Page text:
lldb/source/Plugins/Process/FreeBSD/NativeProcessFreeBSD.cpp
976–982

In the long run, we would probably also want a separate event for posix_spawn on NetBSD. I've figured out that reusing native constants avoids reinventing the wheel unnecessarily.

mgorny marked 10 inline comments as done.Apr 8 2021, 5:38 AM

Ok, I think I've implemented all the requested changes. I'm going to test it on all three platforms now and attach the patch if it miraculously still works ;-).

lldb/source/Plugins/Process/FreeBSD/NativeProcessFreeBSD.cpp
976–982

Hmm, though I guess it doesn't matter for FreeBSD right now and since this is entirely platform-specific code, I'll simplify it for now.

mgorny updated this revision to Diff 336107.Apr 8 2021, 7:54 AM

Implemented @labath's requests.

labath accepted this revision.Apr 8 2021, 8:11 AM

ship it

This revision is now accepted and ready to land.Apr 8 2021, 8:11 AM
This revision was landed with ongoing or failed builds.Apr 8 2021, 9:49 AM
This revision was automatically updated to reflect the committed changes.
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test/Shell/Subprocess/vfork-follow-parent-wp.test is failing on GreenDragon:

http://green.lab.llvm.org/green/view/LLDB/job/lldb-cmake/31016/testReport/junit/lldb-shell/Subprocess/vfork_follow_parent_wp_test/

I'm going to temporarily disable the test on Darwin. Happy to provide help to investigate :-)

mgorny added a comment.Apr 8 2021, 3:33 PM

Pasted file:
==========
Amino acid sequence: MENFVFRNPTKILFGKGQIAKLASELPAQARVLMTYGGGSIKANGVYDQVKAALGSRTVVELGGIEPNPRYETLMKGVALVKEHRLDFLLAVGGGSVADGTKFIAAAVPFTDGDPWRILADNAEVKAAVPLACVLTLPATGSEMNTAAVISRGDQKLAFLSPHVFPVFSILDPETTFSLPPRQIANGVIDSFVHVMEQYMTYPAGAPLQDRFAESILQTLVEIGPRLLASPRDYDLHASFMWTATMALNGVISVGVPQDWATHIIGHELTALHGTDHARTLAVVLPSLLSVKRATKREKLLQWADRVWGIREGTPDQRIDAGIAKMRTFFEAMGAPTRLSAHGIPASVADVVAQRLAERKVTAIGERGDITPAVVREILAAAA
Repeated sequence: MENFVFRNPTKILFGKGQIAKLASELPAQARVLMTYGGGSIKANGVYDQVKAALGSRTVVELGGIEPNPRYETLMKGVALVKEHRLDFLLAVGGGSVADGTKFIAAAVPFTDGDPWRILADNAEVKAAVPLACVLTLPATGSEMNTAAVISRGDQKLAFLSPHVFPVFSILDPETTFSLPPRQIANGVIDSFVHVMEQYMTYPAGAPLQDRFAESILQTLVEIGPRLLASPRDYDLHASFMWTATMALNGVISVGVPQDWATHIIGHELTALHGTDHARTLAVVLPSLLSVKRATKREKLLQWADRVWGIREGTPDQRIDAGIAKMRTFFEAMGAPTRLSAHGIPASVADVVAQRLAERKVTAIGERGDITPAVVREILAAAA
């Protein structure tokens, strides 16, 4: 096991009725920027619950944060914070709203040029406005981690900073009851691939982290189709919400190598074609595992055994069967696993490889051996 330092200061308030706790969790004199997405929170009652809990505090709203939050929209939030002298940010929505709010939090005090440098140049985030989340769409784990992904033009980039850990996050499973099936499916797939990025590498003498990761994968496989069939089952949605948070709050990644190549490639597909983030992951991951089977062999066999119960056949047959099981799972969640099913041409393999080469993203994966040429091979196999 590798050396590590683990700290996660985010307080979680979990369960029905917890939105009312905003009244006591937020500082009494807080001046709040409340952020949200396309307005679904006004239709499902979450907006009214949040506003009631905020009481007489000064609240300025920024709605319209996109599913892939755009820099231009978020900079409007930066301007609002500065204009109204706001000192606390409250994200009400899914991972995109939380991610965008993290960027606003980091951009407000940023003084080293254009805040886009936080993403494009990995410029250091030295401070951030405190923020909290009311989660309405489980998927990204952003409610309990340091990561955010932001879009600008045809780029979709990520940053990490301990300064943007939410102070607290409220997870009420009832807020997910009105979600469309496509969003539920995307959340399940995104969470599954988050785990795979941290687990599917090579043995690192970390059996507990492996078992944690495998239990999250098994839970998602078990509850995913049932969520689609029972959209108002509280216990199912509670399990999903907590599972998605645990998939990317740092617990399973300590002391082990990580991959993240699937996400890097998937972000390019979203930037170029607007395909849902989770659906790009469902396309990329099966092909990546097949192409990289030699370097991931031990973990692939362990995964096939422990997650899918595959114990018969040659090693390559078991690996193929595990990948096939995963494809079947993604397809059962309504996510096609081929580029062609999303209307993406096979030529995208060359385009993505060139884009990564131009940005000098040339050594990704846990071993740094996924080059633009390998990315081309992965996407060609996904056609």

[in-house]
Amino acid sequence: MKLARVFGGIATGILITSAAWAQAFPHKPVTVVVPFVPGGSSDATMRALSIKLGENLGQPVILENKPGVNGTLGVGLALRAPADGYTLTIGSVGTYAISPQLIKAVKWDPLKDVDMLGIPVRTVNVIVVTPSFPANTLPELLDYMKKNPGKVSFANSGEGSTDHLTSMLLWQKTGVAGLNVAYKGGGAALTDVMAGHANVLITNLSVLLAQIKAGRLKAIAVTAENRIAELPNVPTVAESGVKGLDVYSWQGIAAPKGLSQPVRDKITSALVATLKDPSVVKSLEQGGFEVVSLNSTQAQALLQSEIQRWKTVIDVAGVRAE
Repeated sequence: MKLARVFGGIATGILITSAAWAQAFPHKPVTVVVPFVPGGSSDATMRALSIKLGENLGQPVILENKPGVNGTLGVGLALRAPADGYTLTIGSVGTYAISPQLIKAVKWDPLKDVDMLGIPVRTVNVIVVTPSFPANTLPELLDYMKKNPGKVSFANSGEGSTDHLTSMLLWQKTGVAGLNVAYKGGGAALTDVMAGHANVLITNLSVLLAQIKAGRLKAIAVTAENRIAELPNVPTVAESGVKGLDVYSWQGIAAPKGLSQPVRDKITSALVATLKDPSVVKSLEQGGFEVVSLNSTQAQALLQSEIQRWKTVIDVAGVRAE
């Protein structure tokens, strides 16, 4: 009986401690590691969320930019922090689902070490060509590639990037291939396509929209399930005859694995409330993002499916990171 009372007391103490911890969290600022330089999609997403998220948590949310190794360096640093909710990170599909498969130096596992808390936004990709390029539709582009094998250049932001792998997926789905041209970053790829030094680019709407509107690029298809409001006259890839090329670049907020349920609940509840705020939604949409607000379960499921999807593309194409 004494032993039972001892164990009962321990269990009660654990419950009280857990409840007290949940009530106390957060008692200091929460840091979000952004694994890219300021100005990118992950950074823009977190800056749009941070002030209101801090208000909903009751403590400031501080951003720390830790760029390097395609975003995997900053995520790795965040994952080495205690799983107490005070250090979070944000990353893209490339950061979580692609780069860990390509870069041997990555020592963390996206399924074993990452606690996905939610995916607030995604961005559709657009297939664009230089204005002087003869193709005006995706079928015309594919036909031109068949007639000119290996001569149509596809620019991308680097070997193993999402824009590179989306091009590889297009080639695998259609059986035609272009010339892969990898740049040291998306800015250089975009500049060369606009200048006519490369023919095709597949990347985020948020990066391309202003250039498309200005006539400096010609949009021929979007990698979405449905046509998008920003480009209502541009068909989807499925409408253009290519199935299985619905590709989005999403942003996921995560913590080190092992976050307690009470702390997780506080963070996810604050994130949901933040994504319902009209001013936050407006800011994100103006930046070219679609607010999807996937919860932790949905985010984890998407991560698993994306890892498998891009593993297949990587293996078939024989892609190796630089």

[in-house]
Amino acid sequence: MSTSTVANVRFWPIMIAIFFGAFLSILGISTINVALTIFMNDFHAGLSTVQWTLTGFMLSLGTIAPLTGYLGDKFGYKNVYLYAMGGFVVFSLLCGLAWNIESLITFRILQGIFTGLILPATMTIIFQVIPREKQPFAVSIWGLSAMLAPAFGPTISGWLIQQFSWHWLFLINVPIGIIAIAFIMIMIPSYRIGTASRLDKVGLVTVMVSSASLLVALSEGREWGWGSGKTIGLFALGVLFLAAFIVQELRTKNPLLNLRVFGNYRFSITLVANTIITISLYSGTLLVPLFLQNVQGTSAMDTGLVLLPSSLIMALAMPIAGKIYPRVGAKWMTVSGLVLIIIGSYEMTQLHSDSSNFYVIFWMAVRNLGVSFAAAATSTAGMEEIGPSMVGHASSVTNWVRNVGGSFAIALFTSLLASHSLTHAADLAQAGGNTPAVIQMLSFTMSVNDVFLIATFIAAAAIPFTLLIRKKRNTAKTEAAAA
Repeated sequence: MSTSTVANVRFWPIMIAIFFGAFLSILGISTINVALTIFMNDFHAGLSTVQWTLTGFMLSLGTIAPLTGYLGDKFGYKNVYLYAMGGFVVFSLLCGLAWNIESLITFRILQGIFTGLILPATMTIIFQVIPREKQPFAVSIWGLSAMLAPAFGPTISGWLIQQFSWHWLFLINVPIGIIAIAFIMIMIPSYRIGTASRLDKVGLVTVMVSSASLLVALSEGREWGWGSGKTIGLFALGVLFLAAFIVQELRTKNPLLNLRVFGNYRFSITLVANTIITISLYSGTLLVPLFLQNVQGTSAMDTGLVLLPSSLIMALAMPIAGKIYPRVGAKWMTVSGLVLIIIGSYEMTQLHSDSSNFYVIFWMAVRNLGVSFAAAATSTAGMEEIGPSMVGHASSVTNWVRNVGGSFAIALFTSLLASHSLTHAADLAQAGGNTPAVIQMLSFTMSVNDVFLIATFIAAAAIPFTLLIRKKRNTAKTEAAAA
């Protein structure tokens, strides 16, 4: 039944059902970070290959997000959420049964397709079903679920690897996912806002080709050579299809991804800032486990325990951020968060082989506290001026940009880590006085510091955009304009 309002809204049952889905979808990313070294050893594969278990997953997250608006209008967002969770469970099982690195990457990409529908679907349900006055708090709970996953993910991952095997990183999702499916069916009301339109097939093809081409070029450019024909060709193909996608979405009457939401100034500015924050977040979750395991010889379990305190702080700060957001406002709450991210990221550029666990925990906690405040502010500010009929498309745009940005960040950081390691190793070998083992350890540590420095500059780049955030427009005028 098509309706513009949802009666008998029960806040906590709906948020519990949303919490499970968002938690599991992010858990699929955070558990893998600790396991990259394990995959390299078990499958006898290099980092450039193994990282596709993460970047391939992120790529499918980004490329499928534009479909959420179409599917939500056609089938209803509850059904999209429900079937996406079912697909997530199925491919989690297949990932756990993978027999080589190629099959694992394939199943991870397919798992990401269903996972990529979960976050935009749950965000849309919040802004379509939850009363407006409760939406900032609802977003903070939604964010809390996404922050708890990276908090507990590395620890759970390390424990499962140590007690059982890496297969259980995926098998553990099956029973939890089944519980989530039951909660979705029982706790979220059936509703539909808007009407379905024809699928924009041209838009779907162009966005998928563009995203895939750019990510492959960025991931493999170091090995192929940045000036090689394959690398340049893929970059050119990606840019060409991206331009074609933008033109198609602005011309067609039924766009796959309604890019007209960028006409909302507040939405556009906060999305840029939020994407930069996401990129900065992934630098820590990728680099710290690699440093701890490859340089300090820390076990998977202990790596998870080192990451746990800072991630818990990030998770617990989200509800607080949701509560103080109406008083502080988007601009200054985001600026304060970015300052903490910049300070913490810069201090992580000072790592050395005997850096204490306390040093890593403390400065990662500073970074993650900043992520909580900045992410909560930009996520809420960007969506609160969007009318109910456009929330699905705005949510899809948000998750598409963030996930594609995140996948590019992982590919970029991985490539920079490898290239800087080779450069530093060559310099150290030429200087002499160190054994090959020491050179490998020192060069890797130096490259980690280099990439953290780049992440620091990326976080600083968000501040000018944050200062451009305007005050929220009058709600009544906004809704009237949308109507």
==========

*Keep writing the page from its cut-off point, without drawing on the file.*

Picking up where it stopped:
test/Shell/Subprocess/vfork-follow-parent-wp.test is failing on GreenDragon:

http://green.lab.llvm.org/green/view/LLDB/job/lldb-cmake/31016/testReport/junit/lldb-shell/Subprocess/vfork_follow_parent_wp_test/

I'm going to temporarily disable the test on Darwin. Happy to provide help to investigate :-)

I guess that vfork()-ed process doesn't start with cleared dbregs on Darwin. I suppose you don't handle forks at all, so I suppose skipping/xfailing the test is the thing to do — knowing that there's a potential issue but extremely unlikely in real life.

Forks are handled explicitly on FreeBSD, Linux and NetBSD right now but I've left these tests open to all platforms since they merely verify that LLDB doesn't explode when the debugged program forks, and that it (probably) doesn't try to debug the child accidentally.

I've reverted this (121cff78a8032a73aa4fb820625dc1ecae8e3997) because it made the linux bot super-flaky. I think it's likely that this affects _only_ linux (and the BSD code is fine -- though we don't have a bot to verify that), but I didn't want to experiment with partial reverts while the bots are wonky. However, it may be interesting the re-land the linux support in a separate commit, once we figure out the problem -- my money is on the nondeterminism of thread creation.